In the wake of The Globe and Mail‘s settlement with writers over its appropriation of their digital rights, there’s been some discussion of the actual state of newspaper contracts for digital uses of freelancer material.
The Globe now generally acknowledges creator copyright and seeks to licence one-time use in the print edition and “perpetual inclusion in the internal and commercially available databases and other storage media.”
CanWest’s terms are far harsher. Freelance writers are required to “irrevocably” surrender all rights to their work, including moral rights and copyright, with no opportunity for reselling or republishing the material without CanWest’s “express written permission.” CanWest, on the other hand, asserts the right to “exclusively use and exploit” the material “in any manner and in any and all media, whether now known or hereafter devised, throughout the universe, in perpetuity.”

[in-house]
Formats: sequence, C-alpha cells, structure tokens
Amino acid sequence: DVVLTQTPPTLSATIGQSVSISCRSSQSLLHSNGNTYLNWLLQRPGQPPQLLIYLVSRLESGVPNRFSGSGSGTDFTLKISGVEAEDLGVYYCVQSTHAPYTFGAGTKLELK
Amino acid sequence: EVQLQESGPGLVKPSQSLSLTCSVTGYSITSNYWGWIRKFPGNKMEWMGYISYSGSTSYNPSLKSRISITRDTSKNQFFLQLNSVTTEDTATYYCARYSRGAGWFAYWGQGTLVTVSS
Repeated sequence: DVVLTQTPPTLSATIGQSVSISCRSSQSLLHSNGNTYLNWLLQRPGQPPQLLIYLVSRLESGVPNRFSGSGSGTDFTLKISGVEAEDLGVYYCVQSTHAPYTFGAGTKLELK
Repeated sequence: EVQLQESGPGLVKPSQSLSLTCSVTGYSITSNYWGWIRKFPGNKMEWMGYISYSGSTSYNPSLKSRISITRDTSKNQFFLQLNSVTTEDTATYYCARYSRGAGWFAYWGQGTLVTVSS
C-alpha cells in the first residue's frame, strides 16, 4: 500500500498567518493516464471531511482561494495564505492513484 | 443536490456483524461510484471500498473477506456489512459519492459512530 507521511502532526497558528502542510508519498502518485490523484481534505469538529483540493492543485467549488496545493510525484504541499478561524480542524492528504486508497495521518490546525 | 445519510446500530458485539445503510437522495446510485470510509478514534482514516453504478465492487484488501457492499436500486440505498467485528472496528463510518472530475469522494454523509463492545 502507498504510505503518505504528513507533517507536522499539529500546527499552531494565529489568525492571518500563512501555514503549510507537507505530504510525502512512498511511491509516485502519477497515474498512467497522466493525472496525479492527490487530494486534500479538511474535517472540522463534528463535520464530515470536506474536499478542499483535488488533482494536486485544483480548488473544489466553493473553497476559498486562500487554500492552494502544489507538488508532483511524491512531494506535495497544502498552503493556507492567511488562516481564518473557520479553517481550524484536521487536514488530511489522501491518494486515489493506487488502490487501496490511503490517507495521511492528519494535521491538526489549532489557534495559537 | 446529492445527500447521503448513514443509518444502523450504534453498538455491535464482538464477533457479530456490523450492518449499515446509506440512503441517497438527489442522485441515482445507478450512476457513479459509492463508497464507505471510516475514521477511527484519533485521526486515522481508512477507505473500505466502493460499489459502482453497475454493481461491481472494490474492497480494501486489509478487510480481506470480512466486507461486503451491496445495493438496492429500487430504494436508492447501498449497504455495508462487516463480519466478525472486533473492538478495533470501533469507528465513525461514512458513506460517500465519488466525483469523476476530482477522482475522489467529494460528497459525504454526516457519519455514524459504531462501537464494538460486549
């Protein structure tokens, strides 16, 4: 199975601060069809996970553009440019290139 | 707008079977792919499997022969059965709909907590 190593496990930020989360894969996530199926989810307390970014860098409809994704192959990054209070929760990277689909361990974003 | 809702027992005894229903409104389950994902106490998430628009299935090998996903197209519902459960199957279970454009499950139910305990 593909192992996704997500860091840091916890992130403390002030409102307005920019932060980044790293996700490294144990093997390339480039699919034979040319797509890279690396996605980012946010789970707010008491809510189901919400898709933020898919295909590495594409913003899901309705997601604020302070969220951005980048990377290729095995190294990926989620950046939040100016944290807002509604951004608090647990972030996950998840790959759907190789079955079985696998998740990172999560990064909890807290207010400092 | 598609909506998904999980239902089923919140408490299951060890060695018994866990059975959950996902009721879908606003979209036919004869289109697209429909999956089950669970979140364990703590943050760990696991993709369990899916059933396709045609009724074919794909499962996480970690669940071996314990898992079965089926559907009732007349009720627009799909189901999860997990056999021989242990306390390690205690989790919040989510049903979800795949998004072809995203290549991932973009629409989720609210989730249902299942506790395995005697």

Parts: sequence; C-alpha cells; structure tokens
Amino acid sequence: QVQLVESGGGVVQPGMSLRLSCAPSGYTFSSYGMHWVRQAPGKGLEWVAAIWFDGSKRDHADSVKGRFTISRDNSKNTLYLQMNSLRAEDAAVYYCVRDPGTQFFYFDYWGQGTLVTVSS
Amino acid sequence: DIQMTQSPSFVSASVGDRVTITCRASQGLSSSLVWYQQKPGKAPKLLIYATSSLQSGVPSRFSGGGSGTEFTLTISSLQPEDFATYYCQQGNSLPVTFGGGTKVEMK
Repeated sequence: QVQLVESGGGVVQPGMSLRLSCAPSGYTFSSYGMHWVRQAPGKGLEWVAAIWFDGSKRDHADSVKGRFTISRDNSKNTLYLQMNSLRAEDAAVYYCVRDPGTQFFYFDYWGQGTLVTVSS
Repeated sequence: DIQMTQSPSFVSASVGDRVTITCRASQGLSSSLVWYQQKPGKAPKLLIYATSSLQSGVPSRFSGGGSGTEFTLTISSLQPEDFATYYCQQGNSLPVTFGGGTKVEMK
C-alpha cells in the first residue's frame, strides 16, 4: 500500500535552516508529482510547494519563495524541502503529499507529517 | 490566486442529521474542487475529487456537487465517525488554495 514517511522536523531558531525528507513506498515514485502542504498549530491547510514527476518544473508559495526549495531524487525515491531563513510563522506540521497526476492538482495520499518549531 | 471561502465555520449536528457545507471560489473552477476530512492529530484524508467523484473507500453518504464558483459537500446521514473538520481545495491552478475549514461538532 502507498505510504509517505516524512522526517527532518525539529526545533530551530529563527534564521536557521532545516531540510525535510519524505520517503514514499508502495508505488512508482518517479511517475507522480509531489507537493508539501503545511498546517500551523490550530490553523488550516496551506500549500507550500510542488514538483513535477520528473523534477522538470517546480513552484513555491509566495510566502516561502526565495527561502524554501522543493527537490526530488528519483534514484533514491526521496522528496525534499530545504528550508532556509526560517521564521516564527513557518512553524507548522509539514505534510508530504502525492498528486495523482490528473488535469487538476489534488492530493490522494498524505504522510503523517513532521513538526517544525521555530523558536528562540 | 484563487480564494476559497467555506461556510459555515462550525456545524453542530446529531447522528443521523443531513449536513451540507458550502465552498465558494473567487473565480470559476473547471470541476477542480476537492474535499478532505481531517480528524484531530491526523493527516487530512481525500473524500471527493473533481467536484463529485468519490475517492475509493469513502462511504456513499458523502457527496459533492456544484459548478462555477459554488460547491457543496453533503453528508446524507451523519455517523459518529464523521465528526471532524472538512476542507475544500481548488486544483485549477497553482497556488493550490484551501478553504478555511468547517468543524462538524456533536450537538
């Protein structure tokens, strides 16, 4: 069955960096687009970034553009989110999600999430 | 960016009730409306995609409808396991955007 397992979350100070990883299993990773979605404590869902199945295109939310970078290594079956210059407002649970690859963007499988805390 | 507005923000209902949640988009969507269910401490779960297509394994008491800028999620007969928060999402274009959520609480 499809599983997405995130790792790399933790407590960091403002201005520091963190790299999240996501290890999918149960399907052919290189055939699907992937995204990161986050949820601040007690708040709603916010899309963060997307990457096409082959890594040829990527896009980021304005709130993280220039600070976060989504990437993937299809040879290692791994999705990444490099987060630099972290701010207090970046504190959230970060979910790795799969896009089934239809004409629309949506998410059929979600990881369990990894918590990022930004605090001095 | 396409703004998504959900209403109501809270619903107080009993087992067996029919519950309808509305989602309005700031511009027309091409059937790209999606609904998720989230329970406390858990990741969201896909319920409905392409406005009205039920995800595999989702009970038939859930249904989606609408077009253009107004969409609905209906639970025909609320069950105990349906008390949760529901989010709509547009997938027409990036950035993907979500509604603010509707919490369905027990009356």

I have never heard this last part read aloud among writers without provoking real laugh-out-loud disbelief (“across the universe?”), but there it is.
One consequence: some significant number of professional writers simply avoid that chain entirely. Former staff writer Charles Gordon and automotive columnist Shannon Lee Mannion are mentioned among those who no longer write for The Citizen and CanWest, because of its freelance terms.
Surely this is not entirely unrelated to CanWest’s edge-of-bankruptyc financial difficulties and the plight of much mainstream journalism in general. Who will pay them for crap when there is so much crap available for free? If newspapers want to offer the good stuff, they will have to be prepared to pay for it.
Now, if we coud get the universities and educators to grasp that, too….